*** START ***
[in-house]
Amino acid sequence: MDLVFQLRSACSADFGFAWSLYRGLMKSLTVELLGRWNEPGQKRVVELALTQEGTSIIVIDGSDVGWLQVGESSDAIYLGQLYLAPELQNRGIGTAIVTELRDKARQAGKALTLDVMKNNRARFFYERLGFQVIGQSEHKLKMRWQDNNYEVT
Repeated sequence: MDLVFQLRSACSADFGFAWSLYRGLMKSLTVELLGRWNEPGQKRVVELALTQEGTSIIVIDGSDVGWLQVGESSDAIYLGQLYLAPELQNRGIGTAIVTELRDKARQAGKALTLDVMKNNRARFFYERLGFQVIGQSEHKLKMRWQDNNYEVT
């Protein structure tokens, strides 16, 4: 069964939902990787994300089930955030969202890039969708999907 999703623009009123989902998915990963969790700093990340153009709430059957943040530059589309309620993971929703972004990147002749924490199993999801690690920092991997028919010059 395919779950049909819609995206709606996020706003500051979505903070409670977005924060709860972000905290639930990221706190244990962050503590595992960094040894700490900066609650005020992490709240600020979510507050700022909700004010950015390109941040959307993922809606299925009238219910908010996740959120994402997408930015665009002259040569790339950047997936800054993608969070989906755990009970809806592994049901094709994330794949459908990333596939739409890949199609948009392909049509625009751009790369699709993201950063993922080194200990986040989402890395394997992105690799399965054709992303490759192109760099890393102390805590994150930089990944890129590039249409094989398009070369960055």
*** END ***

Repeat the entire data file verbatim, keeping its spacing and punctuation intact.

[in-house]
Amino acid sequence: MDLVFQLRSACSADFGFAWSLYRGLMKSLTVELLGRWNEPGQKRVVELALTQEGTSIIVIDGSDVGWLQVGESSDAIYLGQLYLAPELQNRGIGTAIVTELRDKARQAGKALTLDVMKNNRARFFYERLGFQVIGQSEHKLKMRWQDNNYEVT
Repeated sequence: MDLVFQLRSACSADFGFAWSLYRGLMKSLTVELLGRWNEPGQKRVVELALTQEGTSIIVIDGSDVGWLQVGESSDAIYLGQLYLAPELQNRGIGTAIVTELRDKARQAGKALTLDVMKNNRARFFYERLGFQVIGQSEHKLKMRWQDNNYEVT
């Protein structure tokens, strides 16, 4: 069964939902990787994300089930955030969202890039969708999907 999703623009009123989902998915990963969790700093990340153009709430059957943040530059589309309620993971929703972004990147002749924490199993999801690690920092991997028919010059 395919779950049909819609995206709606996020706003500051979505903070409670977005924060709860972000905290639930990221706190244990962050503590595992960094040894700490900066609650005020992490709240600020979510507050700022909700004010950015390109941040959307993922809606299925009238219910908010996740959120994402997408930015665009002259040569790339950047997936800054993608969070989906755990009970809806592994049901094709994330794949459908990333596939739409890949199609948009392909049509625009751009790369699709993201950063993922080194200990986040989402890395394997992105690799399965054709992303490759192109760099890393102390805590994150930089990944890129590039249409094989398009070369960055």